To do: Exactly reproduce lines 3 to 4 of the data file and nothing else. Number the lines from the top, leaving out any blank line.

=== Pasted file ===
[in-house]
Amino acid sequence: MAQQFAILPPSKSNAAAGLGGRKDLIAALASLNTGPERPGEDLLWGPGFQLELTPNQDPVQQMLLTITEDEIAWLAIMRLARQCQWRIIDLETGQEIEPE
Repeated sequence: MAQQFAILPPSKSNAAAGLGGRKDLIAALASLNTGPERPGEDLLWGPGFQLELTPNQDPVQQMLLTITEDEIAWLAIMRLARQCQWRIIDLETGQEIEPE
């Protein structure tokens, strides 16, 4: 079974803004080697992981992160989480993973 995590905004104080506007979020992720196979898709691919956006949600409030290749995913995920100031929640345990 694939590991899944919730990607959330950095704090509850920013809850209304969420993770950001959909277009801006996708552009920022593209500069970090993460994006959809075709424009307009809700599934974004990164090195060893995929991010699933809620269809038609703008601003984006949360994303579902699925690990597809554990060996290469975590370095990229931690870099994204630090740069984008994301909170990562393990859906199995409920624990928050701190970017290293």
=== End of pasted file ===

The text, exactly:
Repeated sequence: MAQQFAILPPSKSNAAAGLGGRKDLIAALASLNTGPERPGEDLLWGPGFQLELTPNQDPVQQMLLTITEDEIAWLAIMRLARQCQWRIIDLETGQEIEPE
């Protein structure tokens, strides 16, 4: 079974803004080697992981992160989480993973 995590905004104080506007979020992720196979898709691919956006949600409030290749995913995920100031929640345990 694939590991899944919730990607959330950095704090509850920013809850209304969420993770950001959909277009801006996708552009920022593209500069970090993460994006959809075709424009307009809700599934974004990164090195060893995929991010699933809620269809038609703008601003984006949360994303579902699925690990597809554990060996290469975590370095990229931690870099994204630090740069984008994301909170990562393990859906199995409920624990928050701190970017290293």